Jul 2, 2014 7:53 PM by Aja Goare - Q2 News

Kids combat childhood obesity with creativity and video camera

BILLINGS - We hear it all the time, kids nowadays spend too much time inside in front of the TV and not enough time outside on the playground.

But a pair of sisters are using the TV to get their friends outside.

In a Billings Overcome Childhood Obesity campaign video, 7-year-old Leila chases her 5-year-old sister Emma down the street with a 5lb bag of sugar in her arms, and it's no easy task.

"That might be what would be inside of you," said Leila Ornsby. "You might feel really heavy. It felt really heavy for me and I thought that might be how I would feel if I was obese and I wouldn't want to feel like that forever."

It's a feeling 30% of Montana kids know all too well.

According to the Center for Disease Control and Prevention, one in three children across the state are overweight or obese, a growing problem in the U.S.

So Billings Clinic asked Yellowstone County kids to help combat this epidimic with a little creativity and a video camera.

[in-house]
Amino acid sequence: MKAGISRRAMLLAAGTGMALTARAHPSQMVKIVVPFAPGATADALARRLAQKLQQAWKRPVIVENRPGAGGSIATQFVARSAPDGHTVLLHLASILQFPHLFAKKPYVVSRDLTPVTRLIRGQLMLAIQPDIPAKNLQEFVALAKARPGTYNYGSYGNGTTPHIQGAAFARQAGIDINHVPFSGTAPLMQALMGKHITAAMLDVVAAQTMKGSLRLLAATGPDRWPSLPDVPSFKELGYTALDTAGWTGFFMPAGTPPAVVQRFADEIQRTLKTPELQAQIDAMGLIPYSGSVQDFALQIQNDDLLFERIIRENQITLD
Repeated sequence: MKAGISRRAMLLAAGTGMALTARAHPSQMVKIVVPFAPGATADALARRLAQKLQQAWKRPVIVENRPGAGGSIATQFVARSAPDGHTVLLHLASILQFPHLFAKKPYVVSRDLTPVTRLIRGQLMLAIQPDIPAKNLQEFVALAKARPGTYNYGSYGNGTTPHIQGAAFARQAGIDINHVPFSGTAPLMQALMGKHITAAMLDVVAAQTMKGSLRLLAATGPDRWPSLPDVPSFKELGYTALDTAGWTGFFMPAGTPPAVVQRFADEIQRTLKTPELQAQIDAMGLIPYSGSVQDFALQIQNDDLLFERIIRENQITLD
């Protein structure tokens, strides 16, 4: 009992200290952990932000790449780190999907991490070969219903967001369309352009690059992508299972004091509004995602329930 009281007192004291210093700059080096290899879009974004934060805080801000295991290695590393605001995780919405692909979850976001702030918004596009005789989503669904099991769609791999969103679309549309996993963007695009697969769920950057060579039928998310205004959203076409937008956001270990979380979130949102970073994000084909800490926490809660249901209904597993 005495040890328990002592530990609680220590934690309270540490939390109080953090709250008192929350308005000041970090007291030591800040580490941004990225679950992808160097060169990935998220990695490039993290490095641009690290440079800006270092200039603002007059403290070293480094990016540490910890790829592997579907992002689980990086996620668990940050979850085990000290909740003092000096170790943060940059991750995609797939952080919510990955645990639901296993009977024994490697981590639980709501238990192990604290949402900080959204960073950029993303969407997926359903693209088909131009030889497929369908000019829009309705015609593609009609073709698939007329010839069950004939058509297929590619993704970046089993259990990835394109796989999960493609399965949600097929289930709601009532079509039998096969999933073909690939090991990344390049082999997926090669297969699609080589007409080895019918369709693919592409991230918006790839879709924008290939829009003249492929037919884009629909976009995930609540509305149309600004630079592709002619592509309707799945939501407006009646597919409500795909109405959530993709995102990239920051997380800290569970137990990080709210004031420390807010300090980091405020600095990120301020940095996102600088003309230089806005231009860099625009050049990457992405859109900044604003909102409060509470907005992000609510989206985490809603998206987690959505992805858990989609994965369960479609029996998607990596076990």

"We really wanted to publicize the problem of childhood obesity and come up with a way that was sort of innovative," said Billings Clinic Pediatrician Claire Kenamore, creator of the contest. "And rather than come up with a way that was sort of innovative, we thought kids would be very innovative."

This call for innovation was answered by Leila and Emma.

They polled neighbors, family and friends.

"We said like how would you feel if you were obese? My friend Jordan said, I wouldn't feel good, I wouldn't be able to exercise and play with my friends and that would be really sad," said Leila.

The girls considered donning a fat suit and a few other larger than life ideas, but in the end a 5lb of sugar was the secret ingredient to this impactful message:

"Get healthy, don't stay inside wasting time eating potato chips," said Leila. "Get outside and be active."

"What we're trying to do is just get people thinking about it. We know one video isn't going to cure childhood obesity," said Kenamore. "But we had a lot of kids thinking about childhood obesity, a lot of parents thinking about childhood obesity helping their kids with the videos. Now we're showing these videos."

The winning video, along with other video entries are posted online at www.healthykids.billingsclinic.org.


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